Irina Simidchieva is a Licensed Clinical Social Worker who sees adult individuals, couples, and families in her New York-based practice. Irina has experience working with clients of all backgrounds and mental health challenges but most frequently works with clients on topics related to relationships, anxiety, depression, trauma, psychosis, or eating disorders. Irina takes an integrative and individualized approach to sessions and regularly draws on her advanced training in psychoanalysis to help clients meet their therapeutic goals.
We asked Irina more about her work with clients and her guiding philosophies on therapy.
Irina’s background and personal life
How did you decide to become a therapist?
I went to a graduate school for social work in Europe in a unique 3-year-long program that gathered professionals from different humanitarian backgrounds, mainly from the fields of social work, psychology, and art. Coming from an artistic background, I was attracted to that program because of the strong emphasis it placed on creative approaches in therapy, mainly in group therapy.
The program offered a combined knowledge of psychodrama and different "action methods" together with psychoanalysis, which made it a unique choice for future social workers. Action methods in therapy are different from talk therapy. Psychodrama, for example, is an action method used particularly in group therapy where instead of talking about the problem, the problem is played on a scene by the group members.
After graduation, I was sure that I wanted to practice as a therapist. I also entered this profession with the initial intention to help myself. My own individual and group psychotherapy, together with my analytical training (post-graduate training in psychoanalysis), have helped me become more myself, both in my personal and in my professional life.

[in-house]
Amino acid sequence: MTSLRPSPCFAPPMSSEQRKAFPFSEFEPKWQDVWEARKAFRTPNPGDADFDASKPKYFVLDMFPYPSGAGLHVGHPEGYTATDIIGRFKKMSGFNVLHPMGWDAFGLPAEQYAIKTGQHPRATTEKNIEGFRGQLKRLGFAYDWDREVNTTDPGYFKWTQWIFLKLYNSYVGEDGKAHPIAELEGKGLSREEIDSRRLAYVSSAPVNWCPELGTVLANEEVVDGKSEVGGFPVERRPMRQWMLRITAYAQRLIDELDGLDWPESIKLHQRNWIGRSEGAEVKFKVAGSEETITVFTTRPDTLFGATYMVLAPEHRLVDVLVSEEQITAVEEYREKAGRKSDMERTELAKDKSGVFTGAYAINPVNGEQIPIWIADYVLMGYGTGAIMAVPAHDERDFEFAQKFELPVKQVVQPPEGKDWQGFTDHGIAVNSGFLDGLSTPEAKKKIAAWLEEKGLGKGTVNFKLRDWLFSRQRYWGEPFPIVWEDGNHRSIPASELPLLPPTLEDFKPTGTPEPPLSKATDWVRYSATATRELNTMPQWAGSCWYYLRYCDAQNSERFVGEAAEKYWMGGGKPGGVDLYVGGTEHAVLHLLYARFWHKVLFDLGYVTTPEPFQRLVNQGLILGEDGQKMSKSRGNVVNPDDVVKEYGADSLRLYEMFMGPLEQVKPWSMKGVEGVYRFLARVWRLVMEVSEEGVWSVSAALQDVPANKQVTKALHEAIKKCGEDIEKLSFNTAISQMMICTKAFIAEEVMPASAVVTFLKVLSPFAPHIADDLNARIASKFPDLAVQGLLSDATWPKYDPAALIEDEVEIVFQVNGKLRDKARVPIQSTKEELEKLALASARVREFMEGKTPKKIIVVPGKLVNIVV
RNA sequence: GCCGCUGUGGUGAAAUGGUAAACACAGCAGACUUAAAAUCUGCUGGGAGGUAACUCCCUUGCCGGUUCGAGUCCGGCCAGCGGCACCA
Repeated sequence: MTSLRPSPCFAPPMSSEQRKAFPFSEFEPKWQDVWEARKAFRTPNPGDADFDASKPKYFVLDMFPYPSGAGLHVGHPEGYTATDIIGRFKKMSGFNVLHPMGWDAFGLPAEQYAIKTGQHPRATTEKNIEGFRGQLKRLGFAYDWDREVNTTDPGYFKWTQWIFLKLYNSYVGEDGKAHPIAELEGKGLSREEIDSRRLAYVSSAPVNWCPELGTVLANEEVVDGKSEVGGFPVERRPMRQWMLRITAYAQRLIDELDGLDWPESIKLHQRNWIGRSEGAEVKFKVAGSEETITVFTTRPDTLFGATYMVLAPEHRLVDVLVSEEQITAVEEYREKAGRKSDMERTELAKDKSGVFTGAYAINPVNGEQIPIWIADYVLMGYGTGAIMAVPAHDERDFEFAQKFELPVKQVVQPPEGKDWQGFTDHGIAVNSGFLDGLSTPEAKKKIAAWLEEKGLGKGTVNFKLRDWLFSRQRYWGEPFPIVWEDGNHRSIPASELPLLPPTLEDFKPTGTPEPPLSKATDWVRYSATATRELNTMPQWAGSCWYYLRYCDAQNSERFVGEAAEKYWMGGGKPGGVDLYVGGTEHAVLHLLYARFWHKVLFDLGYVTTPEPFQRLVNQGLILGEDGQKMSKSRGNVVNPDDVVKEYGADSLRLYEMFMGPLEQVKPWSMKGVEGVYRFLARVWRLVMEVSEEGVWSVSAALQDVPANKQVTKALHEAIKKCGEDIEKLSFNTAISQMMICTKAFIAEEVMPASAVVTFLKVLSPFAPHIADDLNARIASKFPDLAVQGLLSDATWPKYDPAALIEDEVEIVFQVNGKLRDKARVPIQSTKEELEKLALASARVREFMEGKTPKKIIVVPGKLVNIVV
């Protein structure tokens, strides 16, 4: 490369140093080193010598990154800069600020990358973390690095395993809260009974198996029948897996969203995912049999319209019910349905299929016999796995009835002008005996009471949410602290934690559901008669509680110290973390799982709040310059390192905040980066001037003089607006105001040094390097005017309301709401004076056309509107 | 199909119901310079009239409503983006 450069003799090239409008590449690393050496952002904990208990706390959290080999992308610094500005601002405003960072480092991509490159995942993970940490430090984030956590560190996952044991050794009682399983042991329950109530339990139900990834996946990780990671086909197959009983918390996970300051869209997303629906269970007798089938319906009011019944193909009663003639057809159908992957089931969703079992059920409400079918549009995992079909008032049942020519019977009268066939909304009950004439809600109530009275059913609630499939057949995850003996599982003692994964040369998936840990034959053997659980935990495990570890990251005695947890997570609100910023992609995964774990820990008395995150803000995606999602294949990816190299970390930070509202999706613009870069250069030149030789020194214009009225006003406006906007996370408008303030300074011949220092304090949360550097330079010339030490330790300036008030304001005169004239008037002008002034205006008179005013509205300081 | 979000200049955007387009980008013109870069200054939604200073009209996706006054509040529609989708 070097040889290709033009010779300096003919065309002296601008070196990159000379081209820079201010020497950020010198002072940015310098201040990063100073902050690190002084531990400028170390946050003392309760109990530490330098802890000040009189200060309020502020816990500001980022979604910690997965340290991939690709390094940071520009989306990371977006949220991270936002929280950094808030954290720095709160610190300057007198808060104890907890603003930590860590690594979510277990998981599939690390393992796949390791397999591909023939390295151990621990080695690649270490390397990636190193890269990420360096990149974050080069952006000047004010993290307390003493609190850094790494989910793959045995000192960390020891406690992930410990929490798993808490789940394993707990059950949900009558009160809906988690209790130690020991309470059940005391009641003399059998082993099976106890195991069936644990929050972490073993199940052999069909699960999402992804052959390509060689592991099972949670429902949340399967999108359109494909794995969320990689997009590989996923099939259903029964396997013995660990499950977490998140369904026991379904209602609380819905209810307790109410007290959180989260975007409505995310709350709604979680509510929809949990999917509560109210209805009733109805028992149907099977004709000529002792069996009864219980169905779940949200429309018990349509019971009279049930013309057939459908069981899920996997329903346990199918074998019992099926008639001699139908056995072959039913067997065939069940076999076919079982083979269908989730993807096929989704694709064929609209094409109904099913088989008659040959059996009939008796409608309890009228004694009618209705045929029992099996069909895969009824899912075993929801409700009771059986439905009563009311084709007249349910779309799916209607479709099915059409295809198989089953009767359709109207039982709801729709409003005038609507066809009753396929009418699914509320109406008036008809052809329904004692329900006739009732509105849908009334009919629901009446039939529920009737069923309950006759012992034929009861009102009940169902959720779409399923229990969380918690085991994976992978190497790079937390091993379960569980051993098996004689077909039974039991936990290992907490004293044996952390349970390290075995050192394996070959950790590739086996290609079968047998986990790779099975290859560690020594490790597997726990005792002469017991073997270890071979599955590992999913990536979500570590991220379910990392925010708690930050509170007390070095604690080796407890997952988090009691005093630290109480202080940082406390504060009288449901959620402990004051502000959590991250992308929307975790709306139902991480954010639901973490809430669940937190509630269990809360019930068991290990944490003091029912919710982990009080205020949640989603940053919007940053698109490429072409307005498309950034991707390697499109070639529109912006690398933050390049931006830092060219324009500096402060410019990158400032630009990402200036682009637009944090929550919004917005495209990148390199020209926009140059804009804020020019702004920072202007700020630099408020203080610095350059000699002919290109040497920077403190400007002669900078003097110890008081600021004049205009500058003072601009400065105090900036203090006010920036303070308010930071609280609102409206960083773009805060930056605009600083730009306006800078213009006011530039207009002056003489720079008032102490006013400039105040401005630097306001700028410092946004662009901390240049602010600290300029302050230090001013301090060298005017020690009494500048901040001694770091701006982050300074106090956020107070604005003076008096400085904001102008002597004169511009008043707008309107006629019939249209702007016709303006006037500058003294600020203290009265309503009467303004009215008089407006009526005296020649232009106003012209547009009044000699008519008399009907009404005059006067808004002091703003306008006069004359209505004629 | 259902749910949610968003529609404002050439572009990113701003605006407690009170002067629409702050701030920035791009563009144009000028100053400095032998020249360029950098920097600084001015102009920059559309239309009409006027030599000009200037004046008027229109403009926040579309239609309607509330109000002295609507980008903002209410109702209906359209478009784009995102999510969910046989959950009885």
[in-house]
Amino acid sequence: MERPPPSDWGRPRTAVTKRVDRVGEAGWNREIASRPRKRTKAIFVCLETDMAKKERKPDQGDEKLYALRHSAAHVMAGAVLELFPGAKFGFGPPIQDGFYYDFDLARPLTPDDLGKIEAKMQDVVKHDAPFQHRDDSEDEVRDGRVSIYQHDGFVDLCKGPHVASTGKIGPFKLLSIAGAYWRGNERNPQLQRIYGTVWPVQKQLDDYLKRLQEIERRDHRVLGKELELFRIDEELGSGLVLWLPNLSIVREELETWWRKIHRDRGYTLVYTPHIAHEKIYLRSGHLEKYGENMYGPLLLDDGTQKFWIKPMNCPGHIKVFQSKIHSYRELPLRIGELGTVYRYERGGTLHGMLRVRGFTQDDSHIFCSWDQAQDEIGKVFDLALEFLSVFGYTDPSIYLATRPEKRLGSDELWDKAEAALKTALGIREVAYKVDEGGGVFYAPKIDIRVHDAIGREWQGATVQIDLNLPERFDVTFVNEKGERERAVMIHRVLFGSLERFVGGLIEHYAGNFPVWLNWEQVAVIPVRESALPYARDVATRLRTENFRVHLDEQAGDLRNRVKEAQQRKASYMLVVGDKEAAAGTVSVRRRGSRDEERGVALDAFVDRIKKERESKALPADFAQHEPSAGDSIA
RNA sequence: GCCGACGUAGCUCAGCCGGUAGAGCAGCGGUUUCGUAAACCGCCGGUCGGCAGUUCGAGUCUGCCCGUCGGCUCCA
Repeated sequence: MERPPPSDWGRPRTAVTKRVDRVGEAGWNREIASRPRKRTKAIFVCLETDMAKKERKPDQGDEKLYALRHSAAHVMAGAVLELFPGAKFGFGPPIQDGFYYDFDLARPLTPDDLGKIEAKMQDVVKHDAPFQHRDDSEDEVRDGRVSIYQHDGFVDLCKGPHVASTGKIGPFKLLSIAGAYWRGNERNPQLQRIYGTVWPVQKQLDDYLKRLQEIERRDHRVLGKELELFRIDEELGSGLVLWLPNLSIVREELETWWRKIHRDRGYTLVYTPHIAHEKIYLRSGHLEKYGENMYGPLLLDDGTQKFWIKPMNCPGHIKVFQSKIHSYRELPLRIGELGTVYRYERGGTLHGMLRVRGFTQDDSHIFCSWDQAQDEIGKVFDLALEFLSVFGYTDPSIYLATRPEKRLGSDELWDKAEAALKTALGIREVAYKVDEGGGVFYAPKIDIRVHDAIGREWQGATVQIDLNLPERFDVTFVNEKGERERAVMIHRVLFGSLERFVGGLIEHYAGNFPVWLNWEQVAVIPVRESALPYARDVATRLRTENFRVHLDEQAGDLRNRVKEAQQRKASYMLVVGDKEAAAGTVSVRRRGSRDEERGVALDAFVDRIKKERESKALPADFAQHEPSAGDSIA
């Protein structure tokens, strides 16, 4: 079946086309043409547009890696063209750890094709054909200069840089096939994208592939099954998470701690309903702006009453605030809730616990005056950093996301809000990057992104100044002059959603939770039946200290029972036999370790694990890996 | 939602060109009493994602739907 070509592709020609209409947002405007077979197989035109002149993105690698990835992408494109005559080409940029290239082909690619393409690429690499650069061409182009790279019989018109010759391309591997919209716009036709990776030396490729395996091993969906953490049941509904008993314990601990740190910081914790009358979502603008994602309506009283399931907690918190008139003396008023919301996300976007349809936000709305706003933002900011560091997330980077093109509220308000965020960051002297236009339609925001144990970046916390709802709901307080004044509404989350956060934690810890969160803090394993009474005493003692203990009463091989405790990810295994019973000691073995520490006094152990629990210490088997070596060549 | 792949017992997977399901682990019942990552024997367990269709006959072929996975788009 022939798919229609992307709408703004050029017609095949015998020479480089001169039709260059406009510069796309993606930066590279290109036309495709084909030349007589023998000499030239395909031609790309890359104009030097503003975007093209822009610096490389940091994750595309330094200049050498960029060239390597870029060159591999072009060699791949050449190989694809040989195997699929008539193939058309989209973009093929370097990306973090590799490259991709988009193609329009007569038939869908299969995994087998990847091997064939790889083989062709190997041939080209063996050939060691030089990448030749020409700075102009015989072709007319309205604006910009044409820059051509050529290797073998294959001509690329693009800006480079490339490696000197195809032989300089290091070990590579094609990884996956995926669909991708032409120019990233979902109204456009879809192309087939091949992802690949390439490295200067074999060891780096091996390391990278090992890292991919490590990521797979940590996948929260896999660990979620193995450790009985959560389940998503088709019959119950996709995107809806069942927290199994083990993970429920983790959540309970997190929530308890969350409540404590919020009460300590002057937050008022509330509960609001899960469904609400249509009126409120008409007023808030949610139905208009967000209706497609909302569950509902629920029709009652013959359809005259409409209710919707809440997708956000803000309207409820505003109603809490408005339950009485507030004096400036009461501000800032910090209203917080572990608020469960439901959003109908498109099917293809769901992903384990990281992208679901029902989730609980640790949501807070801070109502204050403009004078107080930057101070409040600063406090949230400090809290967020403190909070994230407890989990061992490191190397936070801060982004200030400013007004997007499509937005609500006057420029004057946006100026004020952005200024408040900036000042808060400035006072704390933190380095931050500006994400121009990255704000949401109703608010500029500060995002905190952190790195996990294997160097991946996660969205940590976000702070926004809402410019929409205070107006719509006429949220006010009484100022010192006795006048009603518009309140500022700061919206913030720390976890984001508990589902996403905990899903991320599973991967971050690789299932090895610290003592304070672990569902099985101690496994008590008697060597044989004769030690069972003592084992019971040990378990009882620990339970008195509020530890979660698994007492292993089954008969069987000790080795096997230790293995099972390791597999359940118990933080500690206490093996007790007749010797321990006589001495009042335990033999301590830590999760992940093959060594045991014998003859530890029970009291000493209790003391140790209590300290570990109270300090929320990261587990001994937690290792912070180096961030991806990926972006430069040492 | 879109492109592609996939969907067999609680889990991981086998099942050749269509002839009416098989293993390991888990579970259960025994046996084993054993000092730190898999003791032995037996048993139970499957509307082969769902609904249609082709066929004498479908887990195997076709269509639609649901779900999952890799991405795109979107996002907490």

Irina’s specialties and therapy philosophies
What guiding principles inform your work?
When I started practicing as a therapist, I had many leading principles in mind: “Do not disclose personal information" or “Do not give advice to the patient or tell them what to do.” However, when I started actually working with people, I gradually learned to disobey these “rules.” I learned that human nature is much more complex to fit into such schemas and requires a creative approach.
Currently my work is informed by other guiding principles:
- I work with the person, not with the diagnosis.
- Therapy is a process created by two-people, not by just one person.
- Never have a preconceived idea of what a specific therapy will look like because therapy is a creative process that is being collaboratively created between two unique personalities: a therapist and a patient.
- Pay strong attention to the therapeutic relationship, as this has been determined to be the tool that actually helps and cures in psychotherapy.
What clientele do you work with most frequently?
I work mainly with adults, men and women. I see clients individually or as a couple. I also run an interpersonal process group. I attract people from different artistic spheres, like artists, musicians, producers, publishers, writers, actors and dancers. I also work with professionals in other fields, such as doctors, nurses, social workers, project managers, and others.